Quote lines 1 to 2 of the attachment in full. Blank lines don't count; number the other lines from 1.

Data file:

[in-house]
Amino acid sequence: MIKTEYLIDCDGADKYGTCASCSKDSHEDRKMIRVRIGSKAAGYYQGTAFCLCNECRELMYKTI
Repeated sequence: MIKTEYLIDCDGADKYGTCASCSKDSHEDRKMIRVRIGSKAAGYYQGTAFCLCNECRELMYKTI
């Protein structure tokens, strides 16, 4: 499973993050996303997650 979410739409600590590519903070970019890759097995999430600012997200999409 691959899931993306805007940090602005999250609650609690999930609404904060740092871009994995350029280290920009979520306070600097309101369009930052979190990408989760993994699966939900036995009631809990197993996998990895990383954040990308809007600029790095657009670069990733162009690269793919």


[in-house]
Amino acid sequence: MIKTEYLIDCDGADKYGTCASCSKDSHEDRKMIRVRIGSKAAGYYQGTAFCLCNECRELMYKTI